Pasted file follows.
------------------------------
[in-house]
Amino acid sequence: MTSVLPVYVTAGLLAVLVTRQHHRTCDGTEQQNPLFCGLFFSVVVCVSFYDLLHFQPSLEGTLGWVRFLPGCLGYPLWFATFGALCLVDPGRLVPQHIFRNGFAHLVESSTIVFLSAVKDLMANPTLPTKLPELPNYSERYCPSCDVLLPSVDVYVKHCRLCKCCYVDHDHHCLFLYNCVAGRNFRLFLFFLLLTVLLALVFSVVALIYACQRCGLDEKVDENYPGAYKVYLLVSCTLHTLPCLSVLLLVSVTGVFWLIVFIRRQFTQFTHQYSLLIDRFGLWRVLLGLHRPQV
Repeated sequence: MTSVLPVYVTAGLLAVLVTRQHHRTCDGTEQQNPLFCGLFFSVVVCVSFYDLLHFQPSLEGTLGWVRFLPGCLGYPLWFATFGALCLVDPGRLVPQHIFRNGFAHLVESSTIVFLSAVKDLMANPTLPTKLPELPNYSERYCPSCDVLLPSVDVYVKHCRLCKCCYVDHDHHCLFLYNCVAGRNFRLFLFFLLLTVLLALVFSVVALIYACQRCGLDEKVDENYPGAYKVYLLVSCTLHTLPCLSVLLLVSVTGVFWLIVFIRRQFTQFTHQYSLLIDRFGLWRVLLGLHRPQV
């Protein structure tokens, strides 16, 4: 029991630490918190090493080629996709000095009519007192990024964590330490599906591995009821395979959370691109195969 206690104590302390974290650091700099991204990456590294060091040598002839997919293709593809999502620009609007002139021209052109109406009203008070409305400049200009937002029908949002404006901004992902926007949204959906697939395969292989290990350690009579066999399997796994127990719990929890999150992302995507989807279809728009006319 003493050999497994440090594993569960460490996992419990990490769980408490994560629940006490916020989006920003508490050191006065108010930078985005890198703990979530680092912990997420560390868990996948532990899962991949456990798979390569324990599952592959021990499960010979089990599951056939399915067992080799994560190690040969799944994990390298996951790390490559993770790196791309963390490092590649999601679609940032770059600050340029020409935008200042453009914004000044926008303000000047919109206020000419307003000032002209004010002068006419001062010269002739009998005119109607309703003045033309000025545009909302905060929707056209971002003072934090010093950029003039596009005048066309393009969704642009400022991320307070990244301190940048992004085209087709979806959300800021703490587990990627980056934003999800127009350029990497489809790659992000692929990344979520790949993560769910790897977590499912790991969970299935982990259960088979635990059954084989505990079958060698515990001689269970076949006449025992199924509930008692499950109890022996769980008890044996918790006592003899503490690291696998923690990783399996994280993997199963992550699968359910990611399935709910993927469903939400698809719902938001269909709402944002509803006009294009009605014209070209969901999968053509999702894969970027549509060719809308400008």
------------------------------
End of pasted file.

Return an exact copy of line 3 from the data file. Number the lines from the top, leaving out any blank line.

Repeated sequence: MTSVLPVYVTAGLLAVLVTRQHHRTCDGTEQQNPLFCGLFFSVVVCVSFYDLLHFQPSLEGTLGWVRFLPGCLGYPLWFATFGALCLVDPGRLVPQHIFRNGFAHLVESSTIVFLSAVKDLMANPTLPTKLPELPNYSERYCPSCDVLLPSVDVYVKHCRLCKCCYVDHDHHCLFLYNCVAGRNFRLFLFFLLLTVLLALVFSVVALIYACQRCGLDEKVDENYPGAYKVYLLVSCTLHTLPCLSVLLLVSVTGVFWLIVFIRRQFTQFTHQYSLLIDRFGLWRVLLGLHRPQV